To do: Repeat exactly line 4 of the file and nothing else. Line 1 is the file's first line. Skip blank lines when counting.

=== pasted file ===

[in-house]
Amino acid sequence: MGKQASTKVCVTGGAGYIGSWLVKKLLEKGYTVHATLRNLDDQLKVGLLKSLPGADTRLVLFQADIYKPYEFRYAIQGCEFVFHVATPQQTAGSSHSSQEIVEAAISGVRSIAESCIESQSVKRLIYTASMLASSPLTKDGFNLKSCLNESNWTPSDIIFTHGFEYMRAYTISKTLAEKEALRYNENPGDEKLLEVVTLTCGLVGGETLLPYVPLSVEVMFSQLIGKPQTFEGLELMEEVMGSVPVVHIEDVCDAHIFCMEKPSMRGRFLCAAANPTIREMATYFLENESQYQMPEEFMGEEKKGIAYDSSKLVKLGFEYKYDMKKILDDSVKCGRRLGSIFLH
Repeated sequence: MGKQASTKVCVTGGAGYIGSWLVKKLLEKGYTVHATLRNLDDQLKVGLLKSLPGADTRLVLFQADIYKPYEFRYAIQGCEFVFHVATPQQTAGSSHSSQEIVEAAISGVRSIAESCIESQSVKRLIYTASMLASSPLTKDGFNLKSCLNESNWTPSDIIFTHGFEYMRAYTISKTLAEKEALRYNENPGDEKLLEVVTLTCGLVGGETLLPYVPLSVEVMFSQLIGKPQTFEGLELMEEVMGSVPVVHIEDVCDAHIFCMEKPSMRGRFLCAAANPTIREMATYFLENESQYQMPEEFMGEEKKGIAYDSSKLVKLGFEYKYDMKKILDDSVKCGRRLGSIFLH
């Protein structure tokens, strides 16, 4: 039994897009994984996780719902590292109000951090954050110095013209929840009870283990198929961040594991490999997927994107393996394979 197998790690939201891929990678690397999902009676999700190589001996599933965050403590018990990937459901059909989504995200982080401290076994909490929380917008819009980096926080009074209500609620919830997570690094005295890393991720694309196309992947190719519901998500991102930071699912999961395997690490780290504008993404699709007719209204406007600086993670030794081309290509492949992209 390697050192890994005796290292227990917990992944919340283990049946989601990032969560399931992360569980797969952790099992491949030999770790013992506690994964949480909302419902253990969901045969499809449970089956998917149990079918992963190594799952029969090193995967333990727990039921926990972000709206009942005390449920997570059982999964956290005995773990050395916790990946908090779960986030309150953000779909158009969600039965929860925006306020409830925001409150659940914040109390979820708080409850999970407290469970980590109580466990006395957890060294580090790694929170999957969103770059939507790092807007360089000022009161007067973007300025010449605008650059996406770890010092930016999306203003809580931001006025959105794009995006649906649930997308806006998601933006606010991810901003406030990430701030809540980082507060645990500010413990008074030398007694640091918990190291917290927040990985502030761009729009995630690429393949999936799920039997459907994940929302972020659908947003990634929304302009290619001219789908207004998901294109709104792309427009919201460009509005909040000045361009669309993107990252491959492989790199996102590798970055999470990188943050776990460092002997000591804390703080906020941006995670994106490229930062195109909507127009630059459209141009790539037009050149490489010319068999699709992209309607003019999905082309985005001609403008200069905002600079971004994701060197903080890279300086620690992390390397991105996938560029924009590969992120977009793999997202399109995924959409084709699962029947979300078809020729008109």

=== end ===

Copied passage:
């Protein structure tokens, strides 16, 4: 039994897009994984996780719902590292109000951090954050110095013209929840009870283990198929961040594991490999997927994107393996394979 197998790690939201891929990678690397999902009676999700190589001996599933965050403590018990990937459901059909989504995200982080401290076994909490929380917008819009980096926080009074209500609620919830997570690094005295890393991720694309196309992947190719519901998500991102930071699912999961395997690490780290504008993404699709007719209204406007600086993670030794081309290509492949992209 390697050192890994005796290292227990917990992944919340283990049946989601990032969560399931992360569980797969952790099992491949030999770790013992506690994964949480909302419902253990969901045969499809449970089956998917149990079918992963190594799952029969090193995967333990727990039921926990972000709206009942005390449920997570059982999964956290005995773990050395916790990946908090779960986030309150953000779909158009969600039965929860925006306020409830925001409150659940914040109390979820708080409850999970407290469970980590109580466990006395957890060294580090790694929170999957969103770059939507790092807007360089000022009161007067973007300025010449605008650059996406770890010092930016999306203003809580931001006025959105794009995006649906649930997308806006998601933006606010991810901003406030990430701030809540980082507060645990500010413990008074030398007694640091918990190291917290927040990985502030761009729009995630690429393949999936799920039997459907994940929302972020659908947003990634929304302009290619001219789908207004998901294109709104792309427009919201460009509005909040000045361009669309993107990252491959492989790199996102590798970055999470990188943050776990460092002997000591804390703080906020941006995670994106490229930062195109909507127009630059459209141009790539037009050149490489010319068999699709992209309607003019999905082309985005001609403008200069905002600079971004994701060197903080890279300086620690992390390397991105996938560029924009590969992120977009793999997202399109995924959409084709699962029947979300078809020729008109």